"Avatar: The Last Airbender is a truly unique comic adventure with rich animation and incredible martial-arts choreography. Creators Bryan Konietzko and Mike DiMartino designed a fantastical Asian world with compelling characters and interesting creatures that will capture kids' imaginations and spirit."
-- Marjorie Cohn, Executive Vice President, Development and Original Programming, Nickelodeon
This week, Entertainment Weekly leaked the alleged cast for M. Night Shaylaman's film adaptation of the (awesome) Nickelodeon animated series, Avatar: The Last Airbender.
While the revelation that the most emo-est firebender in all the land will be played by a blonde teenybopper popstar rankled the shippers, many fans were also visually assaulted by the alabaster skin of the youthful cast. The uproar isn't that they cast white people, but over the fact that this is one of the few movies where they could have also cast diverse actors--but like, totally chose not to do so.
omg you guys it's because we aren't good enough.
It's true. Young, East Asian, South Asian, Southeast Asian, Inuit, Aborigine, Pacific Islander, First Nations/American Indian, and other assorted brownish actors just can't compete with the photogenic looks and amazing talent of Jesse McCarthy's Beautiful Soul.
Colored folk are not supposed to be offended by this casting decision because obviously, M. Night Shaylaman (who is colored, yes?) and his ilk have decreed that we have moved past the litigation-worthy discrimination faced by minority actors into a new, Colbert-esque, colorblind utopia!
You may ask: To accurately and sensitively depict Asian-inspired characters and cultures, shouldn't we be exhausting all options and painstakingly seeking for a actor of color before immediately defaulting to whiteness?
NO goddammit. Because to not allow white actors to play parts that would traditionally go to minority actors would be racist. And to not allow colored folk the opportunity to play parts that are based on or inspired by minority characters is like, so not racist at all. Get with the program, people.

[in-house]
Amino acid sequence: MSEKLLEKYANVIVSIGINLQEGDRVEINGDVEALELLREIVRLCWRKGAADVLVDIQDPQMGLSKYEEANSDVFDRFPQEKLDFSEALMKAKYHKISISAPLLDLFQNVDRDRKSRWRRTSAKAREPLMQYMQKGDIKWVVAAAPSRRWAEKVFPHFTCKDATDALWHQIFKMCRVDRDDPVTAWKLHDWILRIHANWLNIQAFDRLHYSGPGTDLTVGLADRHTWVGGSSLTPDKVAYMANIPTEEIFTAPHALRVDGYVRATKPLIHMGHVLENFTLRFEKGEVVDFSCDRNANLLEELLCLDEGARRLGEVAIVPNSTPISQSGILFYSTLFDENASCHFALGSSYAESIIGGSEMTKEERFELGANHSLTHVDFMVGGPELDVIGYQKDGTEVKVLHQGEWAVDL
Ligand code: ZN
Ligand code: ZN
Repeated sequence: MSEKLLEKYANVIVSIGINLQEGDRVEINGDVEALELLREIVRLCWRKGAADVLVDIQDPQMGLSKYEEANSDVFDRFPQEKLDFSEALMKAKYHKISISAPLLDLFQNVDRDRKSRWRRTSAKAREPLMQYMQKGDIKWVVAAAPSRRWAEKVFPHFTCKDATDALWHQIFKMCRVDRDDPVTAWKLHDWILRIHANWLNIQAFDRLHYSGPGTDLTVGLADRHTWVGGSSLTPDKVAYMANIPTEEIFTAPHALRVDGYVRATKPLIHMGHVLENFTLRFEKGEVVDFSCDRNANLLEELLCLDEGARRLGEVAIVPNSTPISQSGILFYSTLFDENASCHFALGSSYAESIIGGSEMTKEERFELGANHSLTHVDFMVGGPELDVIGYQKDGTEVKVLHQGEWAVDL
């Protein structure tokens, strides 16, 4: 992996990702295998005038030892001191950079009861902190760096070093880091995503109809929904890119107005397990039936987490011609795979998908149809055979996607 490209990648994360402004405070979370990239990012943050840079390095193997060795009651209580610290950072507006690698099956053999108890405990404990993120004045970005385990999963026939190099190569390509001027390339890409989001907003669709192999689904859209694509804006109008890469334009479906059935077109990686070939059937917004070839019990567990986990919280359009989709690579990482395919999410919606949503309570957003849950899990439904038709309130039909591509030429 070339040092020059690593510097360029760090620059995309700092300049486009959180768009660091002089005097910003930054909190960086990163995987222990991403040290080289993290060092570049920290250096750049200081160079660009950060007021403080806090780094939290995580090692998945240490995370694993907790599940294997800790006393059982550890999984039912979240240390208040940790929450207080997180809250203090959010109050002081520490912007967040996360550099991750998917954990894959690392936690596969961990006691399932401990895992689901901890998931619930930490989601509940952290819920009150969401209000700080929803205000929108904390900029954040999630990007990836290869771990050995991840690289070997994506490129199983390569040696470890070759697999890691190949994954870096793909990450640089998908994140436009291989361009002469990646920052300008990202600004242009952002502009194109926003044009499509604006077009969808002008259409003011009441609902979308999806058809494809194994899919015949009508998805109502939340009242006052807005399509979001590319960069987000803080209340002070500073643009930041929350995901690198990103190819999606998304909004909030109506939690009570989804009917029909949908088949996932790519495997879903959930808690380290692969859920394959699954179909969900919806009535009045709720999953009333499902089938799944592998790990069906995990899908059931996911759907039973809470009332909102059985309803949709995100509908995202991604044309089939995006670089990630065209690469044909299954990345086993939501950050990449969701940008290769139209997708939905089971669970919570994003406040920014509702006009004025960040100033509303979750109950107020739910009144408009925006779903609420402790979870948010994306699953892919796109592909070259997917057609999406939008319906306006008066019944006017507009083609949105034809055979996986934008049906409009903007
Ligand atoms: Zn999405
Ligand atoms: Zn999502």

Would you like to see some ironic foreshadowing from almost a year ago in which I predict racist casting, and, for whatever reason, that they will cast "someone like Jesse McCartney" from January 2008? (Do you think I jinxed it? Ken says I was tempting fate. ::cries::.)
Honestly, we should have saw this coming. Remember when the casting sides came out and they read "Caucasian or other ethnicity"? I mean, the words "Other Ethnicity" speak for themselves. We are Others. Caucasian was already the stated preference months ago. We should have flipped out then--but I guess no one thought they would go so far as to make the principal cast (and, since the supporting cast is comprised of the characters' families) completely Caucasian. . Ooops.
Okay, okay. So, the uproar isn't that they cast white people. We are upset because this is one of the few movies where they could have cast diverse actors--but didn't.
The white creators of Avatar the Last Airbender painstakingly created the Avatar setting off of Asian and Inuit cultures. To ensure accuracy and respect in their depiction of aspects of those cultures, they even went as far as to hire several different Asian cultural consultants, such as a kung fu Sifu fluent in several different Asian martial arts, a Chinese Caligrapher, Chinese translator, etc.
Paramount's failure to be culturally inclusive in their casting reflects on their lack of respect or understanding of the source material, which pays tribute to Chinese, Japanese, Tibetan, Indian, Inuit, and Aztec cultures otherwise underrepresented in traditional fantasy and animated fare.
By casting wholesome "American" good looks, Paramount has squandered plenty of good will by making a dangerous assumption: that the show's diverse fanbase will accept the whitewashing of characters that come from an obviously diverse background.
Avatar is one of few animated shows on TV with ethnically ambiguous, yet distinctly Asian, characters. It was proof that despite Hollywood's assumptions, little kids will watch TV shows even if none of the characters on the show look white.
Given the diversity reflected not only in the Avatar setting but also in American society, this casting decision sends a terrible message to young children of color--already underrepresented--who will see empowering characters who looked like them replaced by presumably more "acceptable" white children. This casting decision mars not only the reputation of the movie, but also the reputation of the studio. Paramount, M. Night, Mr. Aibel, you could have viewed The Last Airbender as an opportunity to cast young actors of color, who are rarely offered lead roles. Your studio would have been praised for the revolutionary decision and received plenty of positive publicity.
I publicly apologize on behalf of the assortment of yellow and brown folk interested in this movie everywhere. Obviously, this casting is not because the studio has seriously warped priorities, but because we yellow and brown people can't act. I am so sorry we were not good enough to be cast in this movie. ::cries::
I will begin brainstorming now how to explain to little Asian kids why they don't have "the
What a tweest!